sickness. He was lamenting, protesting to God on behalf of the sick. And while a miracle may not have happened in that moment for my young sister, the joy that permeated her whole body was quite honestly enough to satisfy both her and I. This vocalist prayed with feeling – not pity! He prayed as one bewildered by his own and others’ plights – alongside them. Following this act was a risky move by Parachute, the metalcore band, Oh, Sleeper. The band was a welcome surprise to me; Oh, Sleeper is not a Christian band. In fact, only the vocalist is a professing Christian. During their performance the frontman delivered a provocative statement: “If you know someone who is searching for God, let them search! Respect their search and value it like your own faith”. As a person who falls into the oddity of one who is “searching” I felt honored. I felt welcome.

Of course, these artists are “underground”. Ignored by most for reasons I entirely understand. I avoided going to the mainstream acts of the festival. So I cannot speak on the topic regarding the whole Parachute body. But oddly enough, some 2000 years ago a Jew began an ‘underground’ community, with the estranged, outcast and overlooked.  Perhaps what I’ve seen this year in the hardcore/metalcore music community is not so dissimilar from the very seeds of change which eventually became the most influential religion/faith/philosophy in our history.

It wasn’t just the American bands waving the flag, charging on into this new and liberated territory. Wellington act Declaration AD addressed the issue of mental illness head-on.  The vocalist offered up his simple plea: “don’t give in to the part of you that wants to bring you harm” – he was evidently speaking from personal experience. Beautifully, he acknowledged the reality of being Christian and simultaneously struggling with an unwell state of mind. He didn’t reject the reality, or say ”Jesus will make it ok” he simply recognised the true struggle of being in faith and living with mental health issues. As somebody who lives with one of those minds, I felt once again honored. Him having Jesus, and me choosing not to, didn’t alienate the reality of possessing a destructive mind. It became a meeting point.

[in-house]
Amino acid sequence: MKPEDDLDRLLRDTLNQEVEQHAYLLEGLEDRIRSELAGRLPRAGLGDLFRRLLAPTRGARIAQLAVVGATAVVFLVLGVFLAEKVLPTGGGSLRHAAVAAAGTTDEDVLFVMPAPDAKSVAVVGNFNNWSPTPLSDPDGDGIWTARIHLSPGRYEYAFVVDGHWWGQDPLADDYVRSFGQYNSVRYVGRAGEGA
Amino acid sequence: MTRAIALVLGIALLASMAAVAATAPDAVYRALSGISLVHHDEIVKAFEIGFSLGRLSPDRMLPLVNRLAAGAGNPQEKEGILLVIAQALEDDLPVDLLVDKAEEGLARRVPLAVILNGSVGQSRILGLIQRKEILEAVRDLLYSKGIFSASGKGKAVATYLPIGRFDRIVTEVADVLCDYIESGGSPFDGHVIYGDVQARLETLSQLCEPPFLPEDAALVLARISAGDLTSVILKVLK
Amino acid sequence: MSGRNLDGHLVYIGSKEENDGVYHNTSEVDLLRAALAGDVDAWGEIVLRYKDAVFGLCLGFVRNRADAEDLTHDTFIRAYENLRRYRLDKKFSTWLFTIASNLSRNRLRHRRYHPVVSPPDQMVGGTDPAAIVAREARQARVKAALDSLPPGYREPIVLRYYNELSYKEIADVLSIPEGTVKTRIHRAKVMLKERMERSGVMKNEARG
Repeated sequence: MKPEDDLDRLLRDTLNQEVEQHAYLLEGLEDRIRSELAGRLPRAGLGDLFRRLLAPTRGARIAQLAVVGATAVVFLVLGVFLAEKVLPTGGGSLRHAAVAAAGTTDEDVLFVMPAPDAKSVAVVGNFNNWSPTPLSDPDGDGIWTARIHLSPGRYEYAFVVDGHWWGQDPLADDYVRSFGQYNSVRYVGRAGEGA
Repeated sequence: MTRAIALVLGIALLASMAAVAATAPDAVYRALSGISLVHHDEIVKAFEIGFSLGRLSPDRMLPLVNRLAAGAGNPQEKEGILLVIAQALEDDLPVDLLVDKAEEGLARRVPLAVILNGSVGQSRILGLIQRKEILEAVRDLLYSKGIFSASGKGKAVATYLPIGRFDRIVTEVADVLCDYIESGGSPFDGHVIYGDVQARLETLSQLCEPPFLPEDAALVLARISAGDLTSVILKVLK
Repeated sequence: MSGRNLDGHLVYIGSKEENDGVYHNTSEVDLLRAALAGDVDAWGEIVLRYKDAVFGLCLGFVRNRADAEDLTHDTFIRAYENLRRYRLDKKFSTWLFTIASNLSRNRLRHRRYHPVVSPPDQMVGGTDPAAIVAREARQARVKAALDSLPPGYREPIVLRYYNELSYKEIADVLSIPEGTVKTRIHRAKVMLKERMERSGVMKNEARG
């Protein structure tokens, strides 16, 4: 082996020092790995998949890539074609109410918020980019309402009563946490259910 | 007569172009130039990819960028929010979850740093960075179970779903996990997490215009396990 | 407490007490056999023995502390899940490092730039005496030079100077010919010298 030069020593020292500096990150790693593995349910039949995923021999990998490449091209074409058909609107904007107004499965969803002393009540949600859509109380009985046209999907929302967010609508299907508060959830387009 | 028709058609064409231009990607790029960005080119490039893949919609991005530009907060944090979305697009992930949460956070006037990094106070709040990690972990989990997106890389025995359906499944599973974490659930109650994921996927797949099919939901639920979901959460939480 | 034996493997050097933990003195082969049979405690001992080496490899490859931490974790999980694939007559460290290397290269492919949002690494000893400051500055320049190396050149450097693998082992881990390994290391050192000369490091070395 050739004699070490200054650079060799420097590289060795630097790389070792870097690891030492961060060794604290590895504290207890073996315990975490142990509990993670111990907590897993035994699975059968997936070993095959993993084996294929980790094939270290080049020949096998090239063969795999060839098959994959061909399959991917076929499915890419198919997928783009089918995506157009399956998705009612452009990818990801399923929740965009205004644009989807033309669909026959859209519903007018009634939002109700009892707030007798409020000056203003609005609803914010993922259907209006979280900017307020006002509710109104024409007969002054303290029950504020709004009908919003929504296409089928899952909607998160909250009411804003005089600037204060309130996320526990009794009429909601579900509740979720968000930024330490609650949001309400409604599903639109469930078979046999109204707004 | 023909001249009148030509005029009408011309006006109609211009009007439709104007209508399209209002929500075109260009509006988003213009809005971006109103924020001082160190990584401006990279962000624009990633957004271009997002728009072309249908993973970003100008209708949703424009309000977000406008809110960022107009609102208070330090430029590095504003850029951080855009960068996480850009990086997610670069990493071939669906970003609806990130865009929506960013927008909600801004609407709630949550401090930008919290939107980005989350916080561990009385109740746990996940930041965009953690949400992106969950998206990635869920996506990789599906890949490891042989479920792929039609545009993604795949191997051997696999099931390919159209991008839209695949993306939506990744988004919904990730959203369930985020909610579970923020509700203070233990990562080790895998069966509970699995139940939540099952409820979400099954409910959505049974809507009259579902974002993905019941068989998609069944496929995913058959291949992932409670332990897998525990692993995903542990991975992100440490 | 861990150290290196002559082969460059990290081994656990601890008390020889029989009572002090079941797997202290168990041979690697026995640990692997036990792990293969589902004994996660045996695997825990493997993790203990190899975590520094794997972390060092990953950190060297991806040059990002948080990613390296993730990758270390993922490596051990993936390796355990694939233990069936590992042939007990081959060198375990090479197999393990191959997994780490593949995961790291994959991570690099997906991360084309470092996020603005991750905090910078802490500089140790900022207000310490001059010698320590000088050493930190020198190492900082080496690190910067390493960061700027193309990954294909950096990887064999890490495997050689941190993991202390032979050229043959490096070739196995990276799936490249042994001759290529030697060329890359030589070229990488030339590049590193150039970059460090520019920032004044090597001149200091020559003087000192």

My deepest thanks and respect goes to those who are a part of that change. And my appreciation for giving hope and comfort to my younger sister through the beautiful and misunderstood art of heavy music. Words By Samuel Hennessy read more at

Is it all just words though? It’s very easy in the hype of a live performance to generate a cathartic monologue. However, the words are most definitely being put into

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Parachute feature


They say a good story is one that wakes you up every morning. We reckon the same can be said for any worthwhile cause. For 23 years we’ve told you the story of an event, unfolding from small rural farmland to the global stage. But the truth is, everything about Parachute Music has been driven by an idea that wakes us up every morning – that music can shift pop culture. We asked Parachute CEO Mark de Jong to tell us his story; one that woke him up and started Parachute’s journey.

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Parachute feature